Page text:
Monday, March 09, 2009

Jonathan Gold's Standard: 14 carats out of a possible 24

Animal's Vinny Dotolo cooks up the succulent pork belly

With 29 restaurants, dozens of wineries and several hundred hungry foodies, it was inevitable that we wouldn't get to taste everything at the L.A. Weekly's first (annual?) Gold Standard event. But given the daunting task of organizing such an event (one restaurant owner explained that both the health department and the fire department had made several nitpicking passes before the event opened), the Gold Standard mostly did what it was supposed to: exposing people to a L.A.'s vast range of fascinating restaurants. We got there fairly close to opening time, and quickly scored pretty much the best taste of the festival: meltingly luscious chunks of pork belly with kimchee from Animal. Alas, the lines grew quickly after that, and we never tasted the fresh mozzarella at Mozza, caviar at Sona or the Mexican delights of Babita and La Casita Mexicana. But at least I was able to introduce my friend Beth to the fiery, crispy wings of Kyochon, (above) who magically kept their chicken crispy and hot; to Jazz's famous rice salad from Jitlada and to the friendly bacalao purveyors at Lou. We also enjoyed duck with kumquats and frisee with quail eggs at Anisette; loved beet risotto cakes with pulled pork at Upstairs 2; more pulled pork on polenta at Palate and smoked salmon with dates at the Hungry Cat. Not surprisingly for an event with J. Gold's stamp on it, pork was in ample supply. Many food critics get less excited about desserts, and it wasn't a dessert-heavy event although we liked Clementine's banana pudding and chocolate cherry cookies and Providence's chocolates, and were happy to try Lamill's coffee after all the wine. I'm guessing next year this event will have to move to a venue with better crowd flow, but it was still fun to try all those things while Gold and his wife and kids wandered around chatting with guests.
Those who managed to try 20 or more restaurants probably have much more eating stamina than we did, and EatingLA bows down to their appetites. I'll link to them if those pork-stuffed lazybones ever get around to posting.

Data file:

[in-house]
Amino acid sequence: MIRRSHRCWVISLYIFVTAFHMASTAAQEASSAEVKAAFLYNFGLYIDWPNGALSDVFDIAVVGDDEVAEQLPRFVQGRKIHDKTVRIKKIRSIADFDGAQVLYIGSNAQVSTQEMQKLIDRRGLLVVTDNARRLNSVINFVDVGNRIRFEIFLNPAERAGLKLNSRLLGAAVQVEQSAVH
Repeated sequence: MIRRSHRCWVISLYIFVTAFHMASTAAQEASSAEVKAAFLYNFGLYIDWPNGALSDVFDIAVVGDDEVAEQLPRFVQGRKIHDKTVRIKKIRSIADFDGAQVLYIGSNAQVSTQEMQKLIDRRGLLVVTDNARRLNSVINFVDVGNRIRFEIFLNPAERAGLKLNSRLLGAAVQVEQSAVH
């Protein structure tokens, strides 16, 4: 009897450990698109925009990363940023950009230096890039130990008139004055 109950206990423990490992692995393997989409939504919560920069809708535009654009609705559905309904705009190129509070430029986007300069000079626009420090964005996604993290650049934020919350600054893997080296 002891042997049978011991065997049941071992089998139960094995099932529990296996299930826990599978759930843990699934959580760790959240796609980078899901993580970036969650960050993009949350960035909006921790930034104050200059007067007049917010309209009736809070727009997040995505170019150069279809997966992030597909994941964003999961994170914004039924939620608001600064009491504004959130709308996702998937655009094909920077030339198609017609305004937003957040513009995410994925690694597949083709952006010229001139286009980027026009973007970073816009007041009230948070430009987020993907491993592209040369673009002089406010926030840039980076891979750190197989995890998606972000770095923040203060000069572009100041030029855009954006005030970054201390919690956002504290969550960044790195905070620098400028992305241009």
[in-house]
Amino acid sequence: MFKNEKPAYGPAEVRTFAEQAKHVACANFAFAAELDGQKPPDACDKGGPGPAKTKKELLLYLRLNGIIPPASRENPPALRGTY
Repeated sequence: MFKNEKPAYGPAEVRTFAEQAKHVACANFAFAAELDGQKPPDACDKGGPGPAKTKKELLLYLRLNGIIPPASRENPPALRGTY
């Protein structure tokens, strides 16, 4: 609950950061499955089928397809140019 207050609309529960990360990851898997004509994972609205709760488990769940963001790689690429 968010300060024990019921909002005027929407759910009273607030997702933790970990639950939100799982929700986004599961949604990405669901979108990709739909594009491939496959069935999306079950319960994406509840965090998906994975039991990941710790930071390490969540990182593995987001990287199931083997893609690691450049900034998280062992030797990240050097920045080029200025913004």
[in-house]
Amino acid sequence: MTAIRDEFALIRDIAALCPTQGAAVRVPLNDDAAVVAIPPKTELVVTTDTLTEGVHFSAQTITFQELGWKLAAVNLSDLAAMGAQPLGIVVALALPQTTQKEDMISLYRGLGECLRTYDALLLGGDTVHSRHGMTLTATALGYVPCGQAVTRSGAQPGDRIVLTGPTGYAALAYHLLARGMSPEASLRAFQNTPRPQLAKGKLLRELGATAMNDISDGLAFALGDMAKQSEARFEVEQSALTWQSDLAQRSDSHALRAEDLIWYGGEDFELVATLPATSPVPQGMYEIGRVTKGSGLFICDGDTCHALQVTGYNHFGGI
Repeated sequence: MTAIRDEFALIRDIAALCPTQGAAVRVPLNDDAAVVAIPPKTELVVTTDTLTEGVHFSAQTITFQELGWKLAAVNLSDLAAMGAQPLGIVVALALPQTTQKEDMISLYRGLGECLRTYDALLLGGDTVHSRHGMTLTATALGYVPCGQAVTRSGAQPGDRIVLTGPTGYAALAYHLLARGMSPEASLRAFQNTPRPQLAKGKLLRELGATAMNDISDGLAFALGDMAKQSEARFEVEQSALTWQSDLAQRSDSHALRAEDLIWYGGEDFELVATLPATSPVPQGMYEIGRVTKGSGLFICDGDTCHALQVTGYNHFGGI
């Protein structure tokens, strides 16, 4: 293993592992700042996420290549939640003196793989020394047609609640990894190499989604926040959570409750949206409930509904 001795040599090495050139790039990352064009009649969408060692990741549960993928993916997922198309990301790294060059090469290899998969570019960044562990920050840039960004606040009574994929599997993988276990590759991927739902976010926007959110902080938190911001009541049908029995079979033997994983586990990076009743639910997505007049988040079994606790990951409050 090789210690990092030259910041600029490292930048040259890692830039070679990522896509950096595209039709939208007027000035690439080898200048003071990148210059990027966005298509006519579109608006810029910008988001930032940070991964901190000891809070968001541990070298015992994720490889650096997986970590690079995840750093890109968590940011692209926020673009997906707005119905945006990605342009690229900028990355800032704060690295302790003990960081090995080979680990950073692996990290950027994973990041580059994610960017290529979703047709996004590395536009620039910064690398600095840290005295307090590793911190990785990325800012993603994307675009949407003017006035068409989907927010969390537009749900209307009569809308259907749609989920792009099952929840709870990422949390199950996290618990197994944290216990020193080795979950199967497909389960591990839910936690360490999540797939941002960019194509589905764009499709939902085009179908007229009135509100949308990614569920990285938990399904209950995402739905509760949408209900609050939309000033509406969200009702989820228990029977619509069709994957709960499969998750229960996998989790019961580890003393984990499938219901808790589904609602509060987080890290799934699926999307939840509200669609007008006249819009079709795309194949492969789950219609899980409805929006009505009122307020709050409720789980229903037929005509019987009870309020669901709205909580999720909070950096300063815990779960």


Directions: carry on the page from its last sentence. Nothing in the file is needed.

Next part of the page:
Here's some Chowhound reports.
Here's one from UncouthGourmands.
And here's a list of suggestions for next time:
1) Book a larger venue, like Barker Hangar in Santa Monica, with no narrow passageways between rooms;
2) More trash cans, and empty them throughout the event;
3) Better check-in procedure at the door -- there's really no reason for a line just to get in; and
4) I'm not sure how to fix the long lines for food. They have to be able to sell enough tickets to put on the event -- maybe encouraging the restaurants to prepare the plates more efficiently would help this dilemma.
Jitlada's Jazz keeps her cool while dispensing the world's hottest beef curry and tangy rice salad.

ps: To those who couldn't get in or got in late because of valet parking problems, I only half feel badly for you. We parked a couple of blocks away, which made a nice walk afterwards, and there's plenty of parking at Target too. Learn to deal.


weezermonkey said...

I had a great time at the event! I just with there'd been more tables and trash cans. What a mess!

MyLastBite said...

I had a crazy fun time, but agree with everything you say here. Thanks for the recap!

Anthony said...

On of the best times I have ever had. So much good food and so many friendly chefs to see and converse with. But yes, the venue needs to change. Way to many bottle necks. I hit just about every booth and my stomach still hurts.

gourmetpigs said...

I also never got to taste the fresh mozza from Mozza, the line was too long!
They definitely had a great selection of food, but yeah, better planning/ executing next time, I hope.

YHBHS said...
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YHBHS said...
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Anonymous said...

Photos from the event courtesy of L.A. Weekly

Anonymous said...

It was messy and crazy, but I loved it. I tried everything but the slippery mozzarella from Mozza, which I saw more of on the floor than on plates and the pork from Animal. We loved the uncrowded baguettes from Mr. Baguette and Clementine's cookies were a lovely surprise. I think the chefs wanted to chat and that held up many of the lines, but it wasn't annoying, just more time to linger and people watch and gab ourselves.